You bring your record to God (complete with all your sin and failure and guilt and shame and regret, along with your morality and religiosity), and in exchange, God gives you Jesus’ flawless record in its place, which is all yours simply by trusting in Christ alone. This is the only ground of acceptance with God. Either you bring him Christ’s record or you are rejected forever.
Martin Luther has famously called this “a wonderful exchange”:
[T]his is that mystery which is rich in divine grace to sinners: [where], by a wonderful exchange, our sins are no longer ours but Christ’s: and the righteousness of Christ is ours. He has imparted that [righteousness to] us, that he might clothe us with it, and fill us with it: and he has taken our evils upon himself that he might deliver us from them….[N]ow, the righteousness of Christ is…ours objectively…and so, our sins are…Christ’s objectively….For in the same manner [that] he grieved and suffered in our sins...we rejoice and glory in his righteousness.
This marvelous paragraph contains at least six truths:
- Your sins are no longer yours. They don’t even belong to you any more. They belong to Christ. And not just yesterday’s sins; tomorrow’s, too.
- Jesus’ righteousness is yours. Your record is Jesus’ record credited in your name. He has imparted it to you. Given it to you as a gift, something you didn’t lift a finger for. So it’s not just that your sins aren’t yours any more; it’s that what IS yours is Christ’s perfectly lived life! And he’s given you his life in a certain way…
- You are clothed in Jesus’ righteousness. It covers you completely. It’s wrapped around you like a blanket.
- You are filled with Jesus’ righteousness. It’s not only outside of you, covering you completely, but it’s also inside of you, filling up your entire life.
- The wonderful exchange is objective. Your sin is Christ’s objectively. His righteousness is yours objectively, which means that it’s true whether you feel it or not. You may have woken up this morning suspicious of yourself, condemning yourself, “Who are you to go to church today?” “You’re hung over.” Or, “You just had a knock-down-drag-out with your wife.” Or, “You just told your daughter you wish she’d never been born.” So you wonder: “Can God accept me? Will he?” And you wonder because your behavior makes you feel so unacceptable. What do you do with this? You remember that the wonderful exchange is objective. Therefore, it doesn’t matter whether or not or how much you feel accepted, you’re objectively accepted because your sin isn’t yours any more. It’s Christ’s. Objectively! And his righteousness is yours, too. The only righteousness that God does accept is objectively yours. And so…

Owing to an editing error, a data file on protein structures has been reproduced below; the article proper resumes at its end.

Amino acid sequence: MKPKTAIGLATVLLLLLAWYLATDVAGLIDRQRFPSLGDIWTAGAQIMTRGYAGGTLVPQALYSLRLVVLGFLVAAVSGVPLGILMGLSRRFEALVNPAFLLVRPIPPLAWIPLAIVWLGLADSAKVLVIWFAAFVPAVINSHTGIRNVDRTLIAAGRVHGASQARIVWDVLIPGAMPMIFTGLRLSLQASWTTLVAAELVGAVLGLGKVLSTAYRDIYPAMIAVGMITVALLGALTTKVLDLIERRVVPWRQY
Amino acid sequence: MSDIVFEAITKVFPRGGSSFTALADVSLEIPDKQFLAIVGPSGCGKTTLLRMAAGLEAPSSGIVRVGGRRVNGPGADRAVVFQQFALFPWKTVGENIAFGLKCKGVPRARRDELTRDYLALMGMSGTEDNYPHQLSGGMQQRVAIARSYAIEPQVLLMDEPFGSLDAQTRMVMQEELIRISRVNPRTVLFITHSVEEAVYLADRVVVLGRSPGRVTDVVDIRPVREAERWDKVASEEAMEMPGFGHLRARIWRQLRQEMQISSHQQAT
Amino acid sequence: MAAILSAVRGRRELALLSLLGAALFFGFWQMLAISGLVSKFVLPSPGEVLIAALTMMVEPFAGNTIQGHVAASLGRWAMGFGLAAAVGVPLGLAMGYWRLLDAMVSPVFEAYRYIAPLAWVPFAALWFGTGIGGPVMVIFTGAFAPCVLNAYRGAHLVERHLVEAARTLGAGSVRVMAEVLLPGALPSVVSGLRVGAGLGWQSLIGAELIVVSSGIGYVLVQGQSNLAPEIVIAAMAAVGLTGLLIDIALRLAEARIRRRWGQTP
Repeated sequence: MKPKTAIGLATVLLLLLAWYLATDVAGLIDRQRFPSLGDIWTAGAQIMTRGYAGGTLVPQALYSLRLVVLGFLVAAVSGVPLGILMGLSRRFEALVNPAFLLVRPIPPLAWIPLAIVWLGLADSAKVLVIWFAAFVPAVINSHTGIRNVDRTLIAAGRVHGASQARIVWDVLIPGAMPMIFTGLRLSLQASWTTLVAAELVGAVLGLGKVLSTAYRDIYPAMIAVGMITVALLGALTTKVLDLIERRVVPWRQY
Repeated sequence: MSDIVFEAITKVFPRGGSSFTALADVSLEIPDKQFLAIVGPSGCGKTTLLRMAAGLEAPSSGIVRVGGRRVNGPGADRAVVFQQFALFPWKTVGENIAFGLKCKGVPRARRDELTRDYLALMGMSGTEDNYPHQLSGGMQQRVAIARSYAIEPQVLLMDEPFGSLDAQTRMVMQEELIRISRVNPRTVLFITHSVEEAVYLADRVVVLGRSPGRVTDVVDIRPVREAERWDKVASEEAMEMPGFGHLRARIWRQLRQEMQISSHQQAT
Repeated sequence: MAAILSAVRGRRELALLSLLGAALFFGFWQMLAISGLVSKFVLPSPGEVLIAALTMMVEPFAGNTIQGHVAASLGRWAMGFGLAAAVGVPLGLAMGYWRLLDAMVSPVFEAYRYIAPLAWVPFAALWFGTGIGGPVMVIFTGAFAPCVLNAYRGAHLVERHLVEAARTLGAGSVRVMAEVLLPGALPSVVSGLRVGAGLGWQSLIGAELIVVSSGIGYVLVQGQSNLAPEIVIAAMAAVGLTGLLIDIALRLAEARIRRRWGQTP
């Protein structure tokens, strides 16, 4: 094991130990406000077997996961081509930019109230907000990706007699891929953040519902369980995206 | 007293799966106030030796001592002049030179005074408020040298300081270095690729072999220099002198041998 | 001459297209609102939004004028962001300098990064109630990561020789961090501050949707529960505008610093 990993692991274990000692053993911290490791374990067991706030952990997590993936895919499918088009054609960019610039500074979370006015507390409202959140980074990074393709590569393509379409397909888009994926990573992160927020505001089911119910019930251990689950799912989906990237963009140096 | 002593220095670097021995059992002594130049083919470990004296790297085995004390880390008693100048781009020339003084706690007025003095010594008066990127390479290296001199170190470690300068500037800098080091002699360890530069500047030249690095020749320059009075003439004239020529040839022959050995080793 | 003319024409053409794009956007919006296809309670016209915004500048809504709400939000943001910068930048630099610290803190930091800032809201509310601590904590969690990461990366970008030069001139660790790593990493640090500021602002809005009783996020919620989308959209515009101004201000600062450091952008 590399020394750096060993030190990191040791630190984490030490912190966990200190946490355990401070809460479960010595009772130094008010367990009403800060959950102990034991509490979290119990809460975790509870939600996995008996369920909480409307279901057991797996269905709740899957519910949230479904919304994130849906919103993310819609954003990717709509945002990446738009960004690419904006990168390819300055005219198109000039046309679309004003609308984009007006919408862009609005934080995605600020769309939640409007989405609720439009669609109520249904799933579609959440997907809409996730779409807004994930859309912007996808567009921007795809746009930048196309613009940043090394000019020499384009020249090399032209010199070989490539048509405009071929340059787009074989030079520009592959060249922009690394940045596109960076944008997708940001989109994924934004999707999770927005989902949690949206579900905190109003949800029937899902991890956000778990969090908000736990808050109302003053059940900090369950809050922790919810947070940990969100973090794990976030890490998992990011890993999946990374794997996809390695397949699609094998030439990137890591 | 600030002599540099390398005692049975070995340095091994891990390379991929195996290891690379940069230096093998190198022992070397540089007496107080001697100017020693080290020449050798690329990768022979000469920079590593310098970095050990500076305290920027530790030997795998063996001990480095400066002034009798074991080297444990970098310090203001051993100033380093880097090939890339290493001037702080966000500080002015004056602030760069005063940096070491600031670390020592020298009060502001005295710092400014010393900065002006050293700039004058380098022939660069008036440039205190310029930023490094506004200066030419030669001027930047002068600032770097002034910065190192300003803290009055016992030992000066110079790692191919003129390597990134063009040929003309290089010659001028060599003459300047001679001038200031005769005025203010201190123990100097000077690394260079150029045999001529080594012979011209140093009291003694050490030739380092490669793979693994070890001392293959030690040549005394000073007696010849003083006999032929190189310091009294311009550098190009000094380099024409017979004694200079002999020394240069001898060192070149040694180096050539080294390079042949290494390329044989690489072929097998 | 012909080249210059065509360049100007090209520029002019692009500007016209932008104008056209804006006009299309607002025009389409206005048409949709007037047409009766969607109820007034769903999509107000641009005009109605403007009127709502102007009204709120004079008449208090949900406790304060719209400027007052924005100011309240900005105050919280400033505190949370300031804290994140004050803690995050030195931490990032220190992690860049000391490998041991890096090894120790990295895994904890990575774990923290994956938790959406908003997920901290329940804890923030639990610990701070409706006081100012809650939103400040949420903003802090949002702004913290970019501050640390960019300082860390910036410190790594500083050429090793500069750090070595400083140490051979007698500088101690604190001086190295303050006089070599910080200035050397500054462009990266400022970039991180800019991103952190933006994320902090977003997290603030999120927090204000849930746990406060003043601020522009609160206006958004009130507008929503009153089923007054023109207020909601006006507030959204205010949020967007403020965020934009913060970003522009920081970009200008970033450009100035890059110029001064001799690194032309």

- Your celebration over what God has done for you can be as high as Jesus’ sadness was low when he suffered and died for your sins. The truth of the wonderful exchange leads to celebration. And no wonder. Nothing is more worth celebrating than the wonderful exchange of the gospel.
Resolutions are not evil, but they do have the flavor of an exercise in self-effort: "This year's going to be different. I'm going to take the spiritual bull by the horns and git-r-done!" So for me, a prayer request rather than a resolution seems in order. For 2014 it's this:
Heavenly Father, let me not seek to comfort myself from feelings of rejection and/or isolation by anything or anyone other than Jesus Christ. Amen.
What's yours? Write it down. Grab a friend to join you in prayer. Then sit back in 2014 and witness the Lord move in your life to do exceeding abundantly beyond all you can ask or imagine (Eph 3:20-21).